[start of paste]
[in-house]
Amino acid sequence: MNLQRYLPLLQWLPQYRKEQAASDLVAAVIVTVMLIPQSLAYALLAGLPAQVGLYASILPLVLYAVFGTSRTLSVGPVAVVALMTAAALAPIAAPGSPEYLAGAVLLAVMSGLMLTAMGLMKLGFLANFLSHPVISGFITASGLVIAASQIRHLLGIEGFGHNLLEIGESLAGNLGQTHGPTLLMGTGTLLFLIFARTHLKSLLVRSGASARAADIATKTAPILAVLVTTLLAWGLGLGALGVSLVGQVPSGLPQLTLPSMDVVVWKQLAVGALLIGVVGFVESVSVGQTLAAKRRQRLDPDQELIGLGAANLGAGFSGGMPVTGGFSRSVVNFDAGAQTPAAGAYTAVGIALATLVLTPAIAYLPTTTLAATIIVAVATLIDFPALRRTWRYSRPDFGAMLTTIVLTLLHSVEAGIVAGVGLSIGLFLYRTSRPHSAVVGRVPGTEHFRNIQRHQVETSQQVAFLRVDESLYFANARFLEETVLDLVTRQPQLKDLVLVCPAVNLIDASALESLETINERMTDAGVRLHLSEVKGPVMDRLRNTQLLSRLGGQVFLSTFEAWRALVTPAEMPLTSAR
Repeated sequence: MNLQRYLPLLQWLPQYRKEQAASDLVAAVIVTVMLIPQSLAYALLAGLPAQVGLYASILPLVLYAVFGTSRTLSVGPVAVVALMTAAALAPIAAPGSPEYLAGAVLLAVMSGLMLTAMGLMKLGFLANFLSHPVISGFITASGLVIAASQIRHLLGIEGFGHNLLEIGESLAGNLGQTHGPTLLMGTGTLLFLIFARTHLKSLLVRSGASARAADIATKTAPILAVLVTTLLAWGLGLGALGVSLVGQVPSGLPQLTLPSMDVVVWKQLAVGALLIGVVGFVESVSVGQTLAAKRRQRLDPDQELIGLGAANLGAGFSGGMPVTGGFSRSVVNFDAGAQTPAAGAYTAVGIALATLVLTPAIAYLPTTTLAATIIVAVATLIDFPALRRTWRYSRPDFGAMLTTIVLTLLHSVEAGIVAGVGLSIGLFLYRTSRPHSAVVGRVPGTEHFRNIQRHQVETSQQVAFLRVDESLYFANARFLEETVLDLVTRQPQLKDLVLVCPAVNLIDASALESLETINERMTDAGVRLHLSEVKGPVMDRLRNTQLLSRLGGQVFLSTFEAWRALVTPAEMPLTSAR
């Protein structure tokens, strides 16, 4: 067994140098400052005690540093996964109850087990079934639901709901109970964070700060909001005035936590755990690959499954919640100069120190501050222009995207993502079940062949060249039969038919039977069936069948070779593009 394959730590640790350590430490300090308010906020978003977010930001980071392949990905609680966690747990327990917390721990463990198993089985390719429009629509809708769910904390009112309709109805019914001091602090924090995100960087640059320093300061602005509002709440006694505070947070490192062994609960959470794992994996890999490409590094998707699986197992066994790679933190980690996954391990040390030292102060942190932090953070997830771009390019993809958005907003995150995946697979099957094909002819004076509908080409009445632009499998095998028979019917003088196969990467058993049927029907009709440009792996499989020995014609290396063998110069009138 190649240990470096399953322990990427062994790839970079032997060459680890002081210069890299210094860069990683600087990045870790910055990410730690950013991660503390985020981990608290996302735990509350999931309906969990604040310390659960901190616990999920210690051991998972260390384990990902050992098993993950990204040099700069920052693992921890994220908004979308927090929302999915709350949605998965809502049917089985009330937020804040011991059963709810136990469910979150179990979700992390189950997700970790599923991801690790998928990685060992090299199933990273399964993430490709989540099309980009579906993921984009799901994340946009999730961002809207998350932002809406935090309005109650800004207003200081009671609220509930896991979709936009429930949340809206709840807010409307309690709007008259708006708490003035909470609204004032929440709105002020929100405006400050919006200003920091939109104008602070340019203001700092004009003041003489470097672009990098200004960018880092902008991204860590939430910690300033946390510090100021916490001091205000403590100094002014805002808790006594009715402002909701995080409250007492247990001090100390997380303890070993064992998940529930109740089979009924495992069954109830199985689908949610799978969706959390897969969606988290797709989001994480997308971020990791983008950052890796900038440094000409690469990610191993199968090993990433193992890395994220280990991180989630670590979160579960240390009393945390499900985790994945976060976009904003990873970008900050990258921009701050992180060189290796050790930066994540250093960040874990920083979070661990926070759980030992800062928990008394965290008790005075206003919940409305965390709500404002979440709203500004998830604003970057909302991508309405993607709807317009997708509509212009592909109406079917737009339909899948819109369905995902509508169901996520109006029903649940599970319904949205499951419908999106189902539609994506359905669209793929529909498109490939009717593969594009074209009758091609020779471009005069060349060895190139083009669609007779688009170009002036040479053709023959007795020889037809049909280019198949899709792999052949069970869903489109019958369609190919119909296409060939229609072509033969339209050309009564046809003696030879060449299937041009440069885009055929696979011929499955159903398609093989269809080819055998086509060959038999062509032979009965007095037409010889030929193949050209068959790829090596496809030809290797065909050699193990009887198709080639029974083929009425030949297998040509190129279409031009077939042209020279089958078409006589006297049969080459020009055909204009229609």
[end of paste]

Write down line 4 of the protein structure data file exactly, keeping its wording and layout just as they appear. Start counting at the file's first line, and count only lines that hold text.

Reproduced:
């Protein structure tokens, strides 16, 4: 067994140098400052005690540093996964109850087990079934639901709901109970964070700060909001005035936590755990690959499954919640100069120190501050222009995207993502079940062949060249039969038919039977069936069948070779593009 394959730590640790350590430490300090308010906020978003977010930001980071392949990905609680966690747990327990917390721990463990198993089985390719429009629509809708769910904390009112309709109805019914001091602090924090995100960087640059320093300061602005509002709440006694505070947070490192062994609960959470794992994996890999490409590094998707699986197992066994790679933190980690996954391990040390030292102060942190932090953070997830771009390019993809958005907003995150995946697979099957094909002819004076509908080409009445632009499998095998028979019917003088196969990467058993049927029907009709440009792996499989020995014609290396063998110069009138 190649240990470096399953322990990427062994790839970079032997060459680890002081210069890299210094860069990683600087990045870790910055990410730690950013991660503390985020981990608290996302735990509350999931309906969990604040310390659960901190616990999920210690051991998972260390384990990902050992098993993950990204040099700069920052693992921890994220908004979308927090929302999915709350949605998965809502049917089985009330937020804040011991059963709810136990469910979150179990979700992390189950997700970790599923991801690790998928990685060992090299199933990273399964993430490709989540099309980009579906993921984009799901994340946009999730961002809207998350932002809406935090309005109650800004207003200081009671609220509930896991979709936009429930949340809206709840807010409307309690709007008259708006708490003035909470609204004032929440709105002020929100405006400050919006200003920091939109104008602070340019203001700092004009003041003489470097672009990098200004960018880092902008991204860590939430910690300033946390510090100021916490001091205000403590100094002014805002808790006594009715402002909701995080409250007492247990001090100390997380303890070993064992998940529930109740089979009924495992069954109830199985689908949610799978969706959390897969969606988290797709989001994480997308971020990791983008950052890796900038440094000409690469990610191993199968090993990433193992890395994220280990991180989630670590979160579960240390009393945390499900985790994945976060976009904003990873970008900050990258921009701050992180060189290796050790930066994540250093960040874990920083979070661990926070759980030992800062928990008394965290008790005075206003919940409305965390709500404002979440709203500004998830604003970057909302991508309405993607709807317009997708509509212009592909109406079917737009339909899948819109369905995902509508169901996520109006029903649940599970319904949205499951419908999106189902539609994506359905669209793929529909498109490939009717593969594009074209009758091609020779471009005069060349060895190139083009669609007779688009170009002036040479053709023959007795020889037809049909280019198949899709792999052949069970869903489109019958369609190919119909296409060939229609072509033969339209050309009564046809003696030879060449299937041009440069885009055929696979011929499955159903398609093989269809080819055998086509060959038999062509032979009965007095037409010889030929193949050209068959790829090596496809030809290797065909050699193990009887198709080639029974083929009425030949297998040509190129279409031009077939042209020279089958078409006589006297049969080459020009055909204009229609």